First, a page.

The last play that the special teams participated greatly in would be when Bo Bauer blocked a Marshall punt. While this seemed to spark a little bit of hope in the Irish fan base, it was ultimately too little too late.

“We have to execute and that’s at the end of the game. Fourth quarter. When the game’s on the line,” Freeman said. “We got to find a way to get a stop. We got to tackle this.”

While Marshall outworked Notre Dame in several categories Saturday afternoon, the Irish special teams outclassed the Herd’s unit. On average, Sot punted the ball to Marshall’s 13. Comparatively, Marshall’s punter John McConnell averaged the Irish 30. Sot also out punted McConnells average yardage 42.3 to 36.8. The Herd also returned one punt for a loss of three yards, and their one kickoff return managed just 20 yards.

Ultimately, the special teams set up the Irish for success, however, it was the rest of the team that were unable to execute, thus leaving the Irish to lose 26-21 and fall to 0-2 in the new Freeman era.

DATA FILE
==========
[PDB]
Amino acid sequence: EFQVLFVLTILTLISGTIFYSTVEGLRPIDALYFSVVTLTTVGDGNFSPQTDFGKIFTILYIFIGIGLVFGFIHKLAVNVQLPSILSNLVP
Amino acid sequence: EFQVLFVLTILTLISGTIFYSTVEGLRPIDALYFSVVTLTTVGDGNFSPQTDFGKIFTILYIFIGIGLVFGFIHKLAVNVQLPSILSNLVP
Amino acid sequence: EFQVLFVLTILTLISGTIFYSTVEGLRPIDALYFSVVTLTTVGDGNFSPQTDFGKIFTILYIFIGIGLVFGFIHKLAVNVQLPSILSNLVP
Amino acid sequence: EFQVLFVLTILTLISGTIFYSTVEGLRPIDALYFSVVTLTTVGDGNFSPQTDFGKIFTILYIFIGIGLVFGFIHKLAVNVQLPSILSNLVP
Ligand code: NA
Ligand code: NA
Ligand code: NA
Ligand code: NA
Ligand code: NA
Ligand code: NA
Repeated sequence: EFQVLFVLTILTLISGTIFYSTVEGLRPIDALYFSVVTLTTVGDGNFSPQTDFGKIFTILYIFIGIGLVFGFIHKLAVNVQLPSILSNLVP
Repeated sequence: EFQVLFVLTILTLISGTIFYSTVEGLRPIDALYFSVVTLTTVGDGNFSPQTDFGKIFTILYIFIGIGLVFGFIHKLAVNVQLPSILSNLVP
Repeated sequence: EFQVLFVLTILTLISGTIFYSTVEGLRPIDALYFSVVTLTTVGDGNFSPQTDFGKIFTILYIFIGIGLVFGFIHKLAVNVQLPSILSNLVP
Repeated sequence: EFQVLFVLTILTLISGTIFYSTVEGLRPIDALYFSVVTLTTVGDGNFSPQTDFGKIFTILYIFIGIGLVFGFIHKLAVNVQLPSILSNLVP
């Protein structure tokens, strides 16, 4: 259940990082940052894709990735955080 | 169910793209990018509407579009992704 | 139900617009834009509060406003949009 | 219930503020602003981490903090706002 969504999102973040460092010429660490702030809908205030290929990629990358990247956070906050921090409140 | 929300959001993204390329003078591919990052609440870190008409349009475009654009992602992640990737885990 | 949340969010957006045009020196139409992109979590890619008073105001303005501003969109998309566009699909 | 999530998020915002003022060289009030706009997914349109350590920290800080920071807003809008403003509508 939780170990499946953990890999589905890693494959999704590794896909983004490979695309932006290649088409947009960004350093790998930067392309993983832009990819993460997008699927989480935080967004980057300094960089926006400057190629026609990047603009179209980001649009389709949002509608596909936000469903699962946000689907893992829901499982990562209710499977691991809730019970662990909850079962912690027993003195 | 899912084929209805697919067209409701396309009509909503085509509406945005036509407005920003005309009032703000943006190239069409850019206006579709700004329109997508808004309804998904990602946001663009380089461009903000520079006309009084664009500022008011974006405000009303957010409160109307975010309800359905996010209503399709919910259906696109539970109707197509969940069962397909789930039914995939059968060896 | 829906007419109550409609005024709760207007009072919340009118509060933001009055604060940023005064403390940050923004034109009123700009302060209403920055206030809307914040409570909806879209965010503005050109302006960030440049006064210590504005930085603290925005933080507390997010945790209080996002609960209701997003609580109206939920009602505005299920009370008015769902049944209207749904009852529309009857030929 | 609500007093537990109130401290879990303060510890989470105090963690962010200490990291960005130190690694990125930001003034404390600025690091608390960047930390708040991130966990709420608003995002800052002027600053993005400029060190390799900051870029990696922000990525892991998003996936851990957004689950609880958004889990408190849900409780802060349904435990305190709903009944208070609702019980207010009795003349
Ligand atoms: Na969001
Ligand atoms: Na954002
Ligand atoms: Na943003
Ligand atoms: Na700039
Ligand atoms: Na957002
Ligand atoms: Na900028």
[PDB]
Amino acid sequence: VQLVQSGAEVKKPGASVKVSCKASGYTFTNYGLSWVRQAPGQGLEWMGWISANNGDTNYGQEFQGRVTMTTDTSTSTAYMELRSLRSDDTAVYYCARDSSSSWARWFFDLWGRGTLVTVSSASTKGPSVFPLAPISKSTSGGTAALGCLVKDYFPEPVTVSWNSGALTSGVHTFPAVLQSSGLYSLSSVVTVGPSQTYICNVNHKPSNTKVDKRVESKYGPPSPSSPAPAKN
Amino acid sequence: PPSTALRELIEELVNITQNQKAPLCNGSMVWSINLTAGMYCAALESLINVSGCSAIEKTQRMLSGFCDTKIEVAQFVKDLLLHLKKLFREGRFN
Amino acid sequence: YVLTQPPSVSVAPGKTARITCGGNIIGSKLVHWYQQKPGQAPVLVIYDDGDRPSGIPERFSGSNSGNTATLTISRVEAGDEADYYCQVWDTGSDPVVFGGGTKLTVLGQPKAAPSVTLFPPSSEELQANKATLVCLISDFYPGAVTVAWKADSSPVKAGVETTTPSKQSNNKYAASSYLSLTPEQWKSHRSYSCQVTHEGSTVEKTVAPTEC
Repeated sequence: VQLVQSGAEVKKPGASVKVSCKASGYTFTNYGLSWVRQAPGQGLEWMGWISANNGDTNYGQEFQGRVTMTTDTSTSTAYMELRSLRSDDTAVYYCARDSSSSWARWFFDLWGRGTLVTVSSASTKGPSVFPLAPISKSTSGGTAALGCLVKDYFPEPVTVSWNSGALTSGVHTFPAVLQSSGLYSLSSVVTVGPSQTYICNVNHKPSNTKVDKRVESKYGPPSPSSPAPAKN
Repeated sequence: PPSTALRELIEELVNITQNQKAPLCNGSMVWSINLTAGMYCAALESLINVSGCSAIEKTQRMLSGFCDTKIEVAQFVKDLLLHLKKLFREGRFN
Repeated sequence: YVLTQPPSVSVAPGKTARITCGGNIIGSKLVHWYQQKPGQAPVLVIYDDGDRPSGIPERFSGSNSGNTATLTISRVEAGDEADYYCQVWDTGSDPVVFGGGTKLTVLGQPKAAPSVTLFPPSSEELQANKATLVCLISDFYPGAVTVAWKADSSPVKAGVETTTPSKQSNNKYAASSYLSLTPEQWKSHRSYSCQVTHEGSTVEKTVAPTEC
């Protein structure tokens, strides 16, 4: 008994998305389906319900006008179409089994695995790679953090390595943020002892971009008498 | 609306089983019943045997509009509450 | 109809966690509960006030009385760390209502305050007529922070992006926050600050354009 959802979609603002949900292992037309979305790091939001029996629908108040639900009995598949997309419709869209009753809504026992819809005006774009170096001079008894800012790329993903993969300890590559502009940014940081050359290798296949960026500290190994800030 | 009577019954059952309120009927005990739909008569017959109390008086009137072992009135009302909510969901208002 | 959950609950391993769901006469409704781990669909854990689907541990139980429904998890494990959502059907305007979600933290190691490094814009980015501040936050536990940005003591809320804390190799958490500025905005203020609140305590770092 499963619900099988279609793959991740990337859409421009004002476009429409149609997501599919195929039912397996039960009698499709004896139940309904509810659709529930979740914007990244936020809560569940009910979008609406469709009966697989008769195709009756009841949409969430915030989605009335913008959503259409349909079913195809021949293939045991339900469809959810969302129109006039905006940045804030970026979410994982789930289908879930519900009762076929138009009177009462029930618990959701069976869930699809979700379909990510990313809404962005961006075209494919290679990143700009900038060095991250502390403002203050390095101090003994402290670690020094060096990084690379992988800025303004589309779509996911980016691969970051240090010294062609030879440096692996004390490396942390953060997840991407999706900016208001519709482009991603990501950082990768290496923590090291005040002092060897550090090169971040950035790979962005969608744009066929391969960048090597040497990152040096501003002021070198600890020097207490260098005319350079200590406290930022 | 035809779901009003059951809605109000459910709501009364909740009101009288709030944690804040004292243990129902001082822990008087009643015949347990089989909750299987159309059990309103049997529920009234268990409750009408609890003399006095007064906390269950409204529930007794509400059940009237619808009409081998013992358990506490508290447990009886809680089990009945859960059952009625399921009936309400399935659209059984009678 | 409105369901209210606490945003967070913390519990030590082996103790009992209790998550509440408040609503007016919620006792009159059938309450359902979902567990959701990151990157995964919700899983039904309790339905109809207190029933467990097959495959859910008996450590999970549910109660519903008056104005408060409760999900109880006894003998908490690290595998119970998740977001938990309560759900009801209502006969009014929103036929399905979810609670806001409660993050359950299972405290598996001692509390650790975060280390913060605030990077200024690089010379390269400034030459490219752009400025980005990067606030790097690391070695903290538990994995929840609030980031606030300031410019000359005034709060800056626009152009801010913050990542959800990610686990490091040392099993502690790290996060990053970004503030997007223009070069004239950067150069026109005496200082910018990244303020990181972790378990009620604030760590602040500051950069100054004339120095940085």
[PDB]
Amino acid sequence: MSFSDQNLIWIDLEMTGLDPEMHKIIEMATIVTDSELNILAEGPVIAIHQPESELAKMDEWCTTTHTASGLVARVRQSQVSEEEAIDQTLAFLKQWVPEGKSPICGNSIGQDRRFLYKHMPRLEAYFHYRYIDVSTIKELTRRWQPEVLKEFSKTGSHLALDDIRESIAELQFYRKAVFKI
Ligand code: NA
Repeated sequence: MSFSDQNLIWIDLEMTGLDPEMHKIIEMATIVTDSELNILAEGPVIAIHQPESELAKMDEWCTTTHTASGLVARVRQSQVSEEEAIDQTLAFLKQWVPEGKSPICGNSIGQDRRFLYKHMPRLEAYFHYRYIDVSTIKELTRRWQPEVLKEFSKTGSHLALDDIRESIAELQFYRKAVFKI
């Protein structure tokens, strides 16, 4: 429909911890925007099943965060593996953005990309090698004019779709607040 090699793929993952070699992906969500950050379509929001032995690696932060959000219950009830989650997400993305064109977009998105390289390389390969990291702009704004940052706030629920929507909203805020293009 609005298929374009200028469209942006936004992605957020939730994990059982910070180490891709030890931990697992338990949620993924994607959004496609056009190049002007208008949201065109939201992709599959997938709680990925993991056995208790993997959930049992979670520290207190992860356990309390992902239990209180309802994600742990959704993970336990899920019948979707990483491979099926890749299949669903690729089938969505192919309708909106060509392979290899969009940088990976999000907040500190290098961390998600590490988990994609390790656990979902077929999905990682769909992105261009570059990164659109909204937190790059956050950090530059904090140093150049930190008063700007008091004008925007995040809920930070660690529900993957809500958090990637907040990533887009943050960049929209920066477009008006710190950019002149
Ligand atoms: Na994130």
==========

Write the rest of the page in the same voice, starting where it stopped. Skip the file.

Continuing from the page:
Olivia Schatz


Contact Olivia Schatz at oschatz@nd.edu

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Irish fail to execute late, fall to Buckeyes in season opener

The fifth-ranked Irish battled hard in the season opener against the second-ranked Ohio State Buckeyes, but Notre Dame failed to score in the second half and Ohio State battled back to secure a 21-10 victory on Saturday night in Columbus.

The Irish started off the night in a big way with a 54-yard pass to sophomore wide receiver Lorenzo Styles down the sideline. An Ohio State penalty set the Irish up at the Buckeyes’ 16-yard line, but the Irish drive faltered after three straight running plays. The Irish managed to get on the board, though, with graduate student kicker Blake Grupe nailing a 33-yard field goal to give the Irish an early lead.

After stopping the Buckeyes at midfield on their opening drive, the Irish got the ball back at their own five-yard line. They got backed up even more, though, after a two-yard loss from sophomore running back Audric Estime and a false start penalty. Sophomore quarterback Tyler Buchner managed to give the Irish some breathing room on second down, but the Irish failed to convert on the third and were forced to punt.

On the ensuing drive, a pass interference penalty for senior cornerback Cam Hart set the Buckeyes up at the Irish 35-yard line. A few plays later, Buckeyes’ quarterback C.J. Stroud found wide receiver Emeka Egbuka on a pass to the flat, who eluded the Irish defense to score the game’s first touchdown, giving the Buckeyes a 7-3 lead with just over five minutes to play in the first quarter.